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FEATURE: Vibrant Gujarat – Evaluating Ahmedabad’s Heat Action Plan


Since 2012, CDKN has been working with partners in India to address heat-health vulnerability in rapidly urbanising regions of Western India.  Nehmat Kaur from the Natural Resources Defense Council (NRDC) writes about the project and ongoing efforts to deepen and expanding heat health action in India.

Located in the hot and urbanising northwestern corner of India, the state of Gujarat has been abuzz with activities around the Vibrant Gujarat 2015 Summit that was held in January 2015. Vibrant Gujarat is an initiative created by Prime Minister Narendra Modi when he was the state’s Chief Minister to showcase the state nationally and internationally as a place for progress, development and business. This year’s summit was attended by international companies and dignitaries, including (among others) Prime Minister Modi, UN Secretary-General Ban Ki-Moon, U.S. Secretary of State John Kerry, and Dutch Prime Minister Mark Butte.

One key focus and goal of the Vibrant Gujarat Summits is encouraging attendees to enter into knowledge and strategic partnerships (called “Memoranda of Understanding” or “MOUs”). NRDC and our partners, the Public Health Foundation of India (PHFI) and the Indian Institute of Public Health (IIPH), signed an MOU with the state of Gujarat at a past Summit, leading to the development and implementation of the country’s first Heat Action Plan in the state’s largest city, Ahmedabad, in 2013.

This Heat Action Plan—an early warning system and heat preparedness plan aimed at saving lives—is a landmark project for the city’s government, the Ahmedabad Municipal Corporation (AMC). As the region’s annual heat season brings scorching temperatures from April to June, the Ahmedabad Climate Heat Action Group—a coalition of scientific and policy experts including the AMC, NRDC, PHFI, IIPH and others—releases the city’s Heat Action Plan with stakeholder feedback from the previous heat season. After the heat season, the coalition holds a follow-up stakeholder evaluation workshop to bring together all government and non-governmental agencies and groups that have worked together to safeguard Ahmedabad’s most vulnerable communities from the health effects of extreme heat (for more information about the creation and implementation of the pilot Heat Action Plan, please see here and here).

The evaluation workshop for 2014 was held in December in Ahmedabad under the leadership of the AMC. Led by NRDC and IIPH, more than 50 participants from various AMC departments, the local emergency medical response services (known as “108 GVK-EMRI”), and local health professionals came together for a half-day workshop to discuss the successes and lessons learned from the 2014 Heat Action Plan and how to enhance the 2015 Heat Action Plan.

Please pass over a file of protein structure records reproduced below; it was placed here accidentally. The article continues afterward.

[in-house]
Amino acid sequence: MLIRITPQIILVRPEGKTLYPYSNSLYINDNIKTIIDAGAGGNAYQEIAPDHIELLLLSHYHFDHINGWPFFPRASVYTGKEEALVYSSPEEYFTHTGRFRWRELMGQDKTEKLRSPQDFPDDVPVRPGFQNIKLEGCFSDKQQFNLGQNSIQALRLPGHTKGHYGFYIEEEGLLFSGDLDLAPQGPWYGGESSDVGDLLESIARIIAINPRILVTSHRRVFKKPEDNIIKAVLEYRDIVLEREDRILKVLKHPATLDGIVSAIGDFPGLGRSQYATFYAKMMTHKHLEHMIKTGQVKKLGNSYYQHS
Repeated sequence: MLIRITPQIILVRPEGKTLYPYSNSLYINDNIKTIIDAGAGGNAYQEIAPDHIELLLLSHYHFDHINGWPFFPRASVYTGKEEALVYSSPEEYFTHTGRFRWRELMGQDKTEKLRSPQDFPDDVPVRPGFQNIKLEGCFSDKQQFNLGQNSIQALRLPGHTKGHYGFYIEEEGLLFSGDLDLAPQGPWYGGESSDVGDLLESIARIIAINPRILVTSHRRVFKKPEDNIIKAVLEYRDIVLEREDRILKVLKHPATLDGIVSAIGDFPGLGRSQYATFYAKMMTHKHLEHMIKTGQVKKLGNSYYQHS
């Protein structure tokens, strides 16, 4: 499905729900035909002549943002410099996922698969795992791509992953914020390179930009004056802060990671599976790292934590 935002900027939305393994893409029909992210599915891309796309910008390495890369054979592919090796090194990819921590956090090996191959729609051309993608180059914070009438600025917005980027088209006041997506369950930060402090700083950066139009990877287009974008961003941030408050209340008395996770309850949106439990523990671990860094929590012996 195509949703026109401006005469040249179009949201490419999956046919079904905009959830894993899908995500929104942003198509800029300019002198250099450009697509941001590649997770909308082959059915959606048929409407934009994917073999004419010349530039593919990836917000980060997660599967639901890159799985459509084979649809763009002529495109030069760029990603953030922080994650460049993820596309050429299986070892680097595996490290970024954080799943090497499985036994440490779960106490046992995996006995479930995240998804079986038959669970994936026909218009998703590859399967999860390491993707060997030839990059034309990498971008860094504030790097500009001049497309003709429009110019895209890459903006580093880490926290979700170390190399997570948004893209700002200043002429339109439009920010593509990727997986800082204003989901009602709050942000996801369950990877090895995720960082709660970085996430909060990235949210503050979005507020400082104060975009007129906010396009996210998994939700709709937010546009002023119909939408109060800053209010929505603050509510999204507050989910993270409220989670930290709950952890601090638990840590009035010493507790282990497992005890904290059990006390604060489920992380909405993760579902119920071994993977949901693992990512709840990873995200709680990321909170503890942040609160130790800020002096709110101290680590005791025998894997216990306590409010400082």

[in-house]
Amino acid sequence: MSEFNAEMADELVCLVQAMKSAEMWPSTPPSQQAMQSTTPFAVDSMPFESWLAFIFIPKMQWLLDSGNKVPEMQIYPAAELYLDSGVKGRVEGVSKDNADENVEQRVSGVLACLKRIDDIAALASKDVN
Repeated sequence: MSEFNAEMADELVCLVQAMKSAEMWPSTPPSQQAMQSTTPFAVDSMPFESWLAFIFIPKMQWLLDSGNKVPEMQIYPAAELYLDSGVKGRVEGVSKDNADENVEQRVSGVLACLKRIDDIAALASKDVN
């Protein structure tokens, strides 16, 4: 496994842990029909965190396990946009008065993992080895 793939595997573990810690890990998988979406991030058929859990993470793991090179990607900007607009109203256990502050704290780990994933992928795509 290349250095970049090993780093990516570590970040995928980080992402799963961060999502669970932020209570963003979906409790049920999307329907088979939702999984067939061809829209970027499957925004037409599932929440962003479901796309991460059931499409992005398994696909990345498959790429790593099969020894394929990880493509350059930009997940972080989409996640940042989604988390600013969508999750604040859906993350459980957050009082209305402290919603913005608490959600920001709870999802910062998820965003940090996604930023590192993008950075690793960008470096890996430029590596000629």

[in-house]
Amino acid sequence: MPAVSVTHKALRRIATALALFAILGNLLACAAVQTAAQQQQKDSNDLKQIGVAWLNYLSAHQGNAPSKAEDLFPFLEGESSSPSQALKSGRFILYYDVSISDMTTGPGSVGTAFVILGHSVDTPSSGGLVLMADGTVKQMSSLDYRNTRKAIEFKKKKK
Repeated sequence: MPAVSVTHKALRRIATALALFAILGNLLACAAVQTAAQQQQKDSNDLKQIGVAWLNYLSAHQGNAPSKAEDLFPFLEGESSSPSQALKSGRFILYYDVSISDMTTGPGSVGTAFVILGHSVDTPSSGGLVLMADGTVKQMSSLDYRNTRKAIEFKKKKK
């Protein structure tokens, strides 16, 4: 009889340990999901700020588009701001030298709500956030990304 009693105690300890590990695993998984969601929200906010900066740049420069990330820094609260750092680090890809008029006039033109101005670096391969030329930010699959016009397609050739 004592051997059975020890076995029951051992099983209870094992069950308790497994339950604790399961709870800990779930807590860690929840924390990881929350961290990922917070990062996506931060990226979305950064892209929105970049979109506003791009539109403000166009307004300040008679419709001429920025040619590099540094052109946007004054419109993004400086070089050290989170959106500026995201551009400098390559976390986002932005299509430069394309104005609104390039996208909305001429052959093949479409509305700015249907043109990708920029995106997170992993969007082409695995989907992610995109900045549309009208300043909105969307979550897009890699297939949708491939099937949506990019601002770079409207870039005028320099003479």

AMC Heat Action Plan Evaluation Workshop in Ahmedabad, December 11, 2014. Photo: NRDC

AMC Heat Action Plan Evaluation Workshop in Ahmedabad, December 11, 2014. Photo: NRDC

Each participant was fully engaged and provided their input on concrete suggestions for the 2015 Heat Action Plan, leading to many valuable ideas. Key takeaways from the workshop included:

  • To increase community awareness, stakeholders suggested conducting more focused outreach in identified high-risk communities across the city. Because children and slum communities are two of the most vulnerable groups to heat-related health complications in Ahmedabad, a valuable suggestion was to focus on outreach to primary schools—including efforts such as “teaching the teachers” (to disseminate tips to their students on how to protect oneself during a heat wave) and conducting tree planting drives (to increase areas of shaded respite). Additionally, because radio is a highly utilized and accessible news source among the city’s slum populations, radio broadcasts are an effective communication tool to disseminate heat protection tips and high temperature warnings to reach the target communities.
  • To improve interagency communication and the medical response during the heat season, stakeholders suggested developing concrete distribution plans for supplies such as ice packs and drinking water resources. Hospitals could also appoint a nodal officer to report on heat-related cases during the three months of extreme heat in order to keep a closer tab on heat-related sickness in the city.

As these proposed interventions make clear, the workshop helped develop concrete strategies and programs to enhance the 2015 Heat Action Plan ahead of Ahmedabad’s next heat season.

Looking ahead to 2015, NRDC, AMC, IIPH and the rest of the Ahmedabad Climate Heat Action Group is now planning a two day summit in Gujarat in the month of April, to launch the Ahmedabad Heat Action Plan for 2015. The summit will also bring together other cities in India to scale the action on heat as well as disaster management stakeholders in India to improve resilience at the national level, to protect India’s most vulnerable populations in the face of climate change fuelling more extreme temperatures.

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